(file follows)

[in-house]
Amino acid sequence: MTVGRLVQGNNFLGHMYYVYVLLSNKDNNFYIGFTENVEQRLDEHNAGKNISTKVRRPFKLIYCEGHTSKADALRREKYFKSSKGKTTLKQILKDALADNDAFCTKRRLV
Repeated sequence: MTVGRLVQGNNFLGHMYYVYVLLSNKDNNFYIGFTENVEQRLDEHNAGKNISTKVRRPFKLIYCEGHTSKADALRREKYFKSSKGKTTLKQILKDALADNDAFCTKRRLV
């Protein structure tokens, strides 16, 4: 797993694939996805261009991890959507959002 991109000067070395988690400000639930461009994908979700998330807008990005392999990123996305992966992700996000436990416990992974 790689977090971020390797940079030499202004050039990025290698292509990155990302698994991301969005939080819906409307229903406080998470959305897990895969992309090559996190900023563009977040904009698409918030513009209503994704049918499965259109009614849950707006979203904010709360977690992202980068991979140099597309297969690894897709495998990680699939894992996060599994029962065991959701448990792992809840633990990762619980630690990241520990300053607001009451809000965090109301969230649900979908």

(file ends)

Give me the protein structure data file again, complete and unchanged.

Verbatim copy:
[in-house]
Amino acid sequence: MTVGRLVQGNNFLGHMYYVYVLLSNKDNNFYIGFTENVEQRLDEHNAGKNISTKVRRPFKLIYCEGHTSKADALRREKYFKSSKGKTTLKQILKDALADNDAFCTKRRLV
Repeated sequence: MTVGRLVQGNNFLGHMYYVYVLLSNKDNNFYIGFTENVEQRLDEHNAGKNISTKVRRPFKLIYCEGHTSKADALRREKYFKSSKGKTTLKQILKDALADNDAFCTKRRLV
């Protein structure tokens, strides 16, 4: 797993694939996805261009991890959507959002 991109000067070395988690400000639930461009994908979700998330807008990005392999990123996305992966992700996000436990416990992974 790689977090971020390797940079030499202004050039990025290698292509990155990302698994991301969005939080819906409307229903406080998470959305897990895969992309090559996190900023563009977040904009698409918030513009209503994704049918499965259109009614849950707006979203904010709360977690992202980068991979140099597309297969690894897709495998990680699939894992996060599994029962065991959701448990792992809840633990990762619980630690990241520990300053607001009451809000965090109301969230649900979908």